Inside the Roller Coaster World of an Elite Speed Skater
(As anyone regular reader of this blog knows, Canada’s Olympians are a pretty rare breed. Many of them are also very descriptive writers. One of those is speed skater Anastasia Bucsis, who allows us here to share the email she sent today to some supporters after having to pull out last week of the world sprint championships in Calgary at the last second because of a back injury. This gives you some insight into the roller coaster life these athletes sometimes lead.)
Here’s the email:
Sorry that this has taken me so long to respond, (and in a mass message) but I've just received so many positives notes/messages that I'd never get the time to respond to all of them!
Yes,... so this past weekend was definitely a game changer in my career. I am sure all of you have heard to some extent what I did... just slightly herniated my L4-L5 disk in my lower back (while putting on my skin suit- something I do at least twice a day, every day!) which then started to touch all of the nerves in my lower back...
I instantly started to go into spasms... got about twenty minutes of treatment done, tried to get on ice... skated one lap, and knew that something was dreadfully wrong. My legs were useless... my knees were buckling with pain and I couldn't bend over to save my life, (which, I've heard, is an important part of speed skating...).
So with that being said, without ever having a serious back problem, I was sidelined and forced to watch a World Championships in my own City, after being so incredibly excited and probably skating the best I ever have. I am never one to really elaborate on how well I feel on ice- but I'm not going to lie, I basically felt better than I ever have. Calm, confident, focused, excited... I was just being a kid and having fun.
I cried for 48 hours straight, but I was also humbled and inspired by the kindness of strangers and the goodness of humanity (does that sound kind of corny? It's true.) I was so touched by how many of my friends/teammates/competitors/coaches/international coaches/physios/parents/strangers...etc... came up to me with tears in THEIR eyes and expressed their well wishes. It was just such an incredibly emotional weekend... it left me drained of energy, but also incredibly inspired.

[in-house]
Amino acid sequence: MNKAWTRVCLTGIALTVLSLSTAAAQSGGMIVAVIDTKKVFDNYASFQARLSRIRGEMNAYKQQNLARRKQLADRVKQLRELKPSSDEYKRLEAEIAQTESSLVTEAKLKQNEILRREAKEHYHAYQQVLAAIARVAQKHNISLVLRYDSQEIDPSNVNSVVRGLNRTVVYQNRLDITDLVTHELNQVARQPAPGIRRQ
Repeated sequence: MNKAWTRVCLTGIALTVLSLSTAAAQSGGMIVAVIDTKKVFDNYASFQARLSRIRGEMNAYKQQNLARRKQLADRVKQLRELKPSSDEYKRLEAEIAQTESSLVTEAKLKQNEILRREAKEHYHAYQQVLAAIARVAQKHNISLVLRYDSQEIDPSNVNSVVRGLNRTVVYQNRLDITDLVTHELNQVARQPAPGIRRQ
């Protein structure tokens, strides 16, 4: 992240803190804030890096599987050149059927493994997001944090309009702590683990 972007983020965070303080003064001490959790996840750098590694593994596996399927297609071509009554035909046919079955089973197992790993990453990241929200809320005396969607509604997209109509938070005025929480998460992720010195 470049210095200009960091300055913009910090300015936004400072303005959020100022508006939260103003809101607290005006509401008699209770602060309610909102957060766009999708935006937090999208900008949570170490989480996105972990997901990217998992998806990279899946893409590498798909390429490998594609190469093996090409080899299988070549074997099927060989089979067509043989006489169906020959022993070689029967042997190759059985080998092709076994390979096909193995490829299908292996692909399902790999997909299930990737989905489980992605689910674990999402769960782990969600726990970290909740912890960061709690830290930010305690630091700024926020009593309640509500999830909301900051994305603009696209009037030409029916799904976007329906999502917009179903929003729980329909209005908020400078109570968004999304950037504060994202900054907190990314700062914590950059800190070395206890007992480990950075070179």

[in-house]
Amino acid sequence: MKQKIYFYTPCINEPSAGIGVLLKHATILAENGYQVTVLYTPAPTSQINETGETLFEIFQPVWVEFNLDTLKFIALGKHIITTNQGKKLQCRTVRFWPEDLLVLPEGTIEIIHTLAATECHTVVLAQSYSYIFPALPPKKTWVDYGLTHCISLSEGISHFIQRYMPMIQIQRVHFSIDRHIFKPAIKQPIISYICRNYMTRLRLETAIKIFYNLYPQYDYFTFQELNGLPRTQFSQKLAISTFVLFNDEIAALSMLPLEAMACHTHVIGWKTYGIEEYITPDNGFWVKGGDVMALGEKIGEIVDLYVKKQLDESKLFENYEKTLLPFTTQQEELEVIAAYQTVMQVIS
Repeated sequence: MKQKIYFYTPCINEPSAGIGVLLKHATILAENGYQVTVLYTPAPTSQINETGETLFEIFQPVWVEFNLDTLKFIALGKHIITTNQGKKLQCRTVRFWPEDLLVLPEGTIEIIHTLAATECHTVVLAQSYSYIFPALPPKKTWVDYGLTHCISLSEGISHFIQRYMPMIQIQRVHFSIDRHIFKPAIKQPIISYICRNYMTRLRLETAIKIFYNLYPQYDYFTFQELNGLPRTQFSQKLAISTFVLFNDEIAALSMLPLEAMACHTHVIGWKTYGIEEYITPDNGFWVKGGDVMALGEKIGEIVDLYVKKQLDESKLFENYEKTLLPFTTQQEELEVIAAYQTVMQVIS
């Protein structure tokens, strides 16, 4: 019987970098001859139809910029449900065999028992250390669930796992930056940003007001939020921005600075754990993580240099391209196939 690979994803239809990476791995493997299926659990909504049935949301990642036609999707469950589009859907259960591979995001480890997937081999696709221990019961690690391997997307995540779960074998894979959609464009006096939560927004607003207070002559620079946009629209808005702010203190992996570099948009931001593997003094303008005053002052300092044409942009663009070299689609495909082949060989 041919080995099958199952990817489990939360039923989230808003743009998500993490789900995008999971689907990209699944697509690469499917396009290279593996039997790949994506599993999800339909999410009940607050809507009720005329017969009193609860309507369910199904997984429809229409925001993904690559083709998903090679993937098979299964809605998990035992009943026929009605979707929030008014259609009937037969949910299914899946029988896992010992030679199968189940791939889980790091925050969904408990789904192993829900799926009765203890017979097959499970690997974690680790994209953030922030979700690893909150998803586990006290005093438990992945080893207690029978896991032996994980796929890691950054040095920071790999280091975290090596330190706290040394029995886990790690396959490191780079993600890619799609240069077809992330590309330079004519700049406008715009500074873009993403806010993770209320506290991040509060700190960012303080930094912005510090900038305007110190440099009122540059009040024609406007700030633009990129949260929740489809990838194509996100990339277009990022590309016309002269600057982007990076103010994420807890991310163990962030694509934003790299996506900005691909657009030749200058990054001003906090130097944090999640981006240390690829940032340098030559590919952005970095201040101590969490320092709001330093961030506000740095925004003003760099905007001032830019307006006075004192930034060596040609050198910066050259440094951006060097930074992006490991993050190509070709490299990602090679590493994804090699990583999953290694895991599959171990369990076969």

I've got 4 weeks until I am over in Europe again... trying to recover and then build up my fitness for a few more world cups and World Championships at the end of March. I am keeping positive and listening to my body- but patience is definitely a virtue in this situation... all I want to do is put on my skates and train. I have definitely learnt that the old saying, "you never know what you've got until it's gone" is 100000000% true. But I've also learnt to trust God and that everything happens for a reason... I've just got to keep positive and believe that this happened at this time in my life/career for bigger and better things to come.
Thanks for all of your kind words/prayers!
Hope to be back skating in no time... bigger and better :)
(The photo is of Bucsis racing in the 500 metres at the Vancouver Olympics. It was taken by the Star’s Richard Lautens, great photog and helluva guy)